Tuesday, August 14, 2012

A clogged urban future

A friend mentioned to me yesterday, an interesting calculation about traffic congestion on roads in my hometown, Pune in India. This calculation is made by an engineer, who works in the roads department of the Municipal corporation. According to this calculation, if all the four wheeled vehicles plying on city roads are made to stand in a straight line, touching bumper to bumper, the total length works out as double the length of all city roads taken together. Such is the congestion of vehicles in the Pune city. It is a common experience here, that if vehicular traffic moving smoothly on any busy road is interrupted even for few seconds, for reasons such as a vehicle pulling up from parking slot or a vehicle taking a U turn, vehicles start piling up on both sides almost instantly. If this interruption continues for more than a half or a full minute, we have regular traffic jam, which may last for any length of time. Unfortunately, this clogging of traffic, is not the only clogging we face here. We have water clogging the roads, whenever there are few spells or sharp showers of rain. We have clogging of garbage all the time, with garbage cans overflowing and removal mechanisms unable to cope up with piling garbage.

I recently came across a report describing the precarious situations faced by the residents in some of the Asian cities. This report in a way removed one disbelief nurtured by me in my mind, that my hometown holds the distinction of being filthiest or with most congested roads. This however is no solace to me, that most of the urban centers in Asia are suffering the same fate as my hometown.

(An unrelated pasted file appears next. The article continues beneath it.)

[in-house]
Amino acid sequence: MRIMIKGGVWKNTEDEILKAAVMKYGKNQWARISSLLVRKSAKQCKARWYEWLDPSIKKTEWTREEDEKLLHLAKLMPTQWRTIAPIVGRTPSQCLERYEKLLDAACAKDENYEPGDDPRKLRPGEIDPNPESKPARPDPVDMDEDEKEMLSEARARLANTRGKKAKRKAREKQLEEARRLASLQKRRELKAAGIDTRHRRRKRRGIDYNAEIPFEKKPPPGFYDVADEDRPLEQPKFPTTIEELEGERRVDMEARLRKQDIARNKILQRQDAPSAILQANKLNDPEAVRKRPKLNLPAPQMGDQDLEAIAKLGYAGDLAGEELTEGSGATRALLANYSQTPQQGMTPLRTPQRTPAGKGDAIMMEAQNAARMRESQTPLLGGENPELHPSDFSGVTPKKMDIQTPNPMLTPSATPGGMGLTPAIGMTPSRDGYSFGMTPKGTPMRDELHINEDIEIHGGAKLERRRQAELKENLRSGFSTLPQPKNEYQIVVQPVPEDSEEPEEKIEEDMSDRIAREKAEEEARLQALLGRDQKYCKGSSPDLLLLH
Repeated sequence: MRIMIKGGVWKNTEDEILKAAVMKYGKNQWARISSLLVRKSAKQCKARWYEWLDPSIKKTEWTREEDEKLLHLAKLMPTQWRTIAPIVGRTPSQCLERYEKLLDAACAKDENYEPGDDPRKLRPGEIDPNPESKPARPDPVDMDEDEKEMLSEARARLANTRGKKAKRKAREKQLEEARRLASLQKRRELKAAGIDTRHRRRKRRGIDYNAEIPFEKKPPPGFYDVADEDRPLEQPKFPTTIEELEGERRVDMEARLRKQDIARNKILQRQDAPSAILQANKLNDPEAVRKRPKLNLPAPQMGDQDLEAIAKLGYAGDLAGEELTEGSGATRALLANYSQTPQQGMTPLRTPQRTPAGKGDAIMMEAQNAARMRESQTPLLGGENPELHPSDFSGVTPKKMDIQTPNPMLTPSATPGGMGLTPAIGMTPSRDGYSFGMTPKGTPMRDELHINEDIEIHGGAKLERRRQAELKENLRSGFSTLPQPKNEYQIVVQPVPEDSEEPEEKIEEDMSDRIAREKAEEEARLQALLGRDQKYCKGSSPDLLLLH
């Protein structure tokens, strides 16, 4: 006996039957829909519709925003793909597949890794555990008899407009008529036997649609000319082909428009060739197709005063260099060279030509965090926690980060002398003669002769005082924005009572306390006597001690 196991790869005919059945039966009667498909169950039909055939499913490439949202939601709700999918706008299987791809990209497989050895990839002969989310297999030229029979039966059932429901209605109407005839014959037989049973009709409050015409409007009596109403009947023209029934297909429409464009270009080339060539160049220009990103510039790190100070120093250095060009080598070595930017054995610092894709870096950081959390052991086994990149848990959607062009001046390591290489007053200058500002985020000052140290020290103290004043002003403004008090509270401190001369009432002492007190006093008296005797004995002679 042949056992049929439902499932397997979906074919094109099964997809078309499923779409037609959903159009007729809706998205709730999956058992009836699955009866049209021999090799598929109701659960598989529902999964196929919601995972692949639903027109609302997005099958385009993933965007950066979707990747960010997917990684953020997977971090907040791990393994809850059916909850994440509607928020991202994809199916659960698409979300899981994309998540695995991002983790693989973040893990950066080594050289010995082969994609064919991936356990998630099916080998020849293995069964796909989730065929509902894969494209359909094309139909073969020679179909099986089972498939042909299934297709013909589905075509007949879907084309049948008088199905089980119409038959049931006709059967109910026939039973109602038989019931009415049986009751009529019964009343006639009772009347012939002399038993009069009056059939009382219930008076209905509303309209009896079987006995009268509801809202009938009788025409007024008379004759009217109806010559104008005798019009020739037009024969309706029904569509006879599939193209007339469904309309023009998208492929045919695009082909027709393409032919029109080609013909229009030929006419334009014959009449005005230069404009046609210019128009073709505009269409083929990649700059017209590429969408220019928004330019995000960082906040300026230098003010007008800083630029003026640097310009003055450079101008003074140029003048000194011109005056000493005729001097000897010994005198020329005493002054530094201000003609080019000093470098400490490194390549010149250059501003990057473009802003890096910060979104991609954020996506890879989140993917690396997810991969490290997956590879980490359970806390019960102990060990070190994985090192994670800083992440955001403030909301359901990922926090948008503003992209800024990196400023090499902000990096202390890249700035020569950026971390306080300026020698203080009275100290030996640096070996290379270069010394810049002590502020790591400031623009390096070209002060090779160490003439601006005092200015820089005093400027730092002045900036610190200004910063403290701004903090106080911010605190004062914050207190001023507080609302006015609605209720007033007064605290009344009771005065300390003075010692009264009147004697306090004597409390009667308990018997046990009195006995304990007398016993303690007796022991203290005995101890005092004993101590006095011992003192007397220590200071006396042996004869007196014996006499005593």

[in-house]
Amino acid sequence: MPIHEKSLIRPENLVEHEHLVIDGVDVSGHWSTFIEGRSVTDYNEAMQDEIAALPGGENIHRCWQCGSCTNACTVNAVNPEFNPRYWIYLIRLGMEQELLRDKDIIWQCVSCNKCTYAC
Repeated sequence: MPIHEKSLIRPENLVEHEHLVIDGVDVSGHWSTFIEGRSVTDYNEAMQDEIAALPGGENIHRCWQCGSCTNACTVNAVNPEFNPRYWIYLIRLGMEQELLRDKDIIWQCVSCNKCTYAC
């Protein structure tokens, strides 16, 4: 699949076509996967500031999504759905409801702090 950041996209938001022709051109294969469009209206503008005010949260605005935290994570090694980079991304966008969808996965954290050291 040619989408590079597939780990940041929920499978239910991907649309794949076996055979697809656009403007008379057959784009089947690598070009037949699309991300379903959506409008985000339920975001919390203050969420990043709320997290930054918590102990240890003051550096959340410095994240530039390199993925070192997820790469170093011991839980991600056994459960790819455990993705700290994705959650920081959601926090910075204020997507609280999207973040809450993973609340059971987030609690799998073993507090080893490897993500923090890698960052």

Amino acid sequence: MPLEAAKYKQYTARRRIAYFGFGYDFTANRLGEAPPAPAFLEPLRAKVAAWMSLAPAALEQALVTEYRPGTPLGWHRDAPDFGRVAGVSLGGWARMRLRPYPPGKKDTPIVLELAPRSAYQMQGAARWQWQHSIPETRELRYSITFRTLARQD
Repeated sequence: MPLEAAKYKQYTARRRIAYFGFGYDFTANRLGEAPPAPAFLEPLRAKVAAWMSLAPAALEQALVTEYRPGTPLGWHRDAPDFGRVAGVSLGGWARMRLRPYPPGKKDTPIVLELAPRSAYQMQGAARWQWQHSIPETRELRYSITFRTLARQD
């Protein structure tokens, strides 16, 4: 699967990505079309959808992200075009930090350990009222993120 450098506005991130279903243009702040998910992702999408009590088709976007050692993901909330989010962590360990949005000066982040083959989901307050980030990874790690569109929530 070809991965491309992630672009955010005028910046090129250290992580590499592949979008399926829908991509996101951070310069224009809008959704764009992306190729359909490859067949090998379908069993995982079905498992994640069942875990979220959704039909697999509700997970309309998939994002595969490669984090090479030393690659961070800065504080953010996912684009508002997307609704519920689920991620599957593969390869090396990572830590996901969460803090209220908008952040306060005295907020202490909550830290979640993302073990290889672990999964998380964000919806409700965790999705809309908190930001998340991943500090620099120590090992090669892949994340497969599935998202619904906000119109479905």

Talking about cities in India first, Mumbai with more than a 12 Million inhabitants has a population density of 20,000 inhabitants per square KM, which makes it one of the world's most densely populated cities. Its packed suburban trains carry more that 7 million people every day. Every year more than 3000 commuters are killed while travelling, sometimes falling from open doors or hit while crossing the tracks. During rush hours, trains are so crowded that it is difficult to breathe even. Mumbai offers the best economic opportunities for the migrant labour, who keep arriving in large numbers every day to Mumbai and since housing is almost impossible to get in Mumbai, they often build shanties on river banks (such as river 'Mithi'), storm drains and even foot paths. Since they can not avail of any civil services, they just dump garbage anywhere they find some space. This clogs the storm drains and impedes the flow of storm rainwater.

Toady, out of India's 1.2-billion population, only 30 percent live in cities, far lower than the 50.6 percent in China or the 70-80 percent in developed countries. Just imagine, what would happen to Mumbai, if 50 % of Indian population migrates to cities. Even at present, with an astronomical rise in the population, pollution and the micro weather of the cities are becoming quite intolerable. This fact and the high living standards of country's burgeoning middle class in the cities, have created great demand for air conditioners, microwave ovens, washing machines and other electrical items. This has no wonder, created a great strain on the power requirements. We have seen how this strain can affect a city in last week's power outage all over north India.